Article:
The staff nurse told us about the referral and admissions policies for the service. We checked a copy of the policy and procedure whilst at the service. The policies were satisfactory and gave staff clear instructions to follow when assessing and admitting a patient to the service. The consultant psychiatrist told us that the nursing staff from the assessment and treatment unit (ATU) or the community assessment and intensive support team (CAISS) complete a pre-admission assessment, using a person centred approach. This was in conjunction with patients and their carers in a place appropriate to meet their needs, for example at their current placement, home or within a day service. Staff told us the CAISS team completed all initial risk assessments prior to patients being admitted to the service. All of the staff interviewed had a good level of knowledge of the assessment procedure.

We looked at the assessment record for two patients to see if their needs were identified. Both assessments were detailed and it was clear to see the patients' individual needs and the reason for admittance to this unit. There was evidence that relatives and patients had been involved in this process.

The consultant psychiatrist told us the average length of stay was currently 10 -11 months. However, one person (excluded from the average stay figures) had been living in the service for over three years. We asked about this further and were told that the staff were currently working towards this individual's discharge within the next three months. Staff told us, and a relative confirmed, the discharge plan was in place to find suitable alternative accommodation.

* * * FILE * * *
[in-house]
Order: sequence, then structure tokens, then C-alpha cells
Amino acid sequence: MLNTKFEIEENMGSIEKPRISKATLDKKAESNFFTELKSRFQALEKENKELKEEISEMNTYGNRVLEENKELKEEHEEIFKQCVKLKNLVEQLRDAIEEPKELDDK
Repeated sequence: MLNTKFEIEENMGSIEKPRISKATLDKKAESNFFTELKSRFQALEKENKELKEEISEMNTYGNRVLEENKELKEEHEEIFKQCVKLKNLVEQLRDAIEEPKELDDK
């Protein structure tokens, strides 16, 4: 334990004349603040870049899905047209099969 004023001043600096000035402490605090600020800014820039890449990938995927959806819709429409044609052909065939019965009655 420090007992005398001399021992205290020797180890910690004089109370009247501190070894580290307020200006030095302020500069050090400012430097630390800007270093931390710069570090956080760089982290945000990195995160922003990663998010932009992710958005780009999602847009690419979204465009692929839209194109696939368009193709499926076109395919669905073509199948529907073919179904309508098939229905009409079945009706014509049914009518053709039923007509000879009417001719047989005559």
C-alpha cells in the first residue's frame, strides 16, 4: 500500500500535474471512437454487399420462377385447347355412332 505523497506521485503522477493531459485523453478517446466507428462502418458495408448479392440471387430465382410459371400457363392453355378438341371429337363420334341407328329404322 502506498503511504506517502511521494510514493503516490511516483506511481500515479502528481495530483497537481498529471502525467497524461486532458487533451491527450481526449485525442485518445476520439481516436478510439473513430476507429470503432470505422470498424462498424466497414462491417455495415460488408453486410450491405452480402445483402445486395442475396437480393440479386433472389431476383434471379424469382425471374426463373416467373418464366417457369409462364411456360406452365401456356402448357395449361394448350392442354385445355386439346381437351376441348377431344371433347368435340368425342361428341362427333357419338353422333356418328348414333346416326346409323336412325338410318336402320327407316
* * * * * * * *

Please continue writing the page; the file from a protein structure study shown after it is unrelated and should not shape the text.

Care planning

The staff nurse told us all of the patients were on the Care Programme Approach (CPA). This meant they had a named care co-ordinator who was responsible for ensuring they received appropriate support to meet their needs, whilst at the unit and appropriate after-care following discharge. Staff told us CPA review meetings were held every six to eight weeks on average and patients were given the choice to indicate who they would or would not like to attend the meetings.

We saw evidence that all patients had a `Pen Picture' to give staff a brief understanding of the patient's history, family, likes and dislikes and their important current needs, such as support to eat and drink, how they spend their day and the positive reputation information required to support patients in an individualised way.

Staff told us each patient had a person centred plan, which had been devised, in conjunction with an external facilitator and included the patients and their relatives, supporters and friends. They had been devised using pictures and easy read formats. Patients had a copy of the plans. This was very positive to see and staff had used this information to inform individuals' care, treatment, and support plans. Staff told us the person centred plans (PCPs) were also put in to a presentation format whereby patients can use them to show any prospective care provider how they would like to be supported. This empowered patients and ensured that their needs were clearly identified alongside their aspirations for the future.

We looked at two patients' care plans. The care plans we looked at were based on the patients' needs assessments. There was evidence that people's full range of needs, including mental and physical health, social and diversity needs had been taken into account. For example, culturally appropriate meals were provided. The staff told us they supported one patient to go to a local Halal butchers and purchase their own food. They had also provided a separate oven to ensure the patient's specific cultural needs were met. This information was recorded in their care plan. This respected the patient's diversity and protected their dignity. We also found consent forms in the care plans, which patients had signed. These related, to having a photograph taken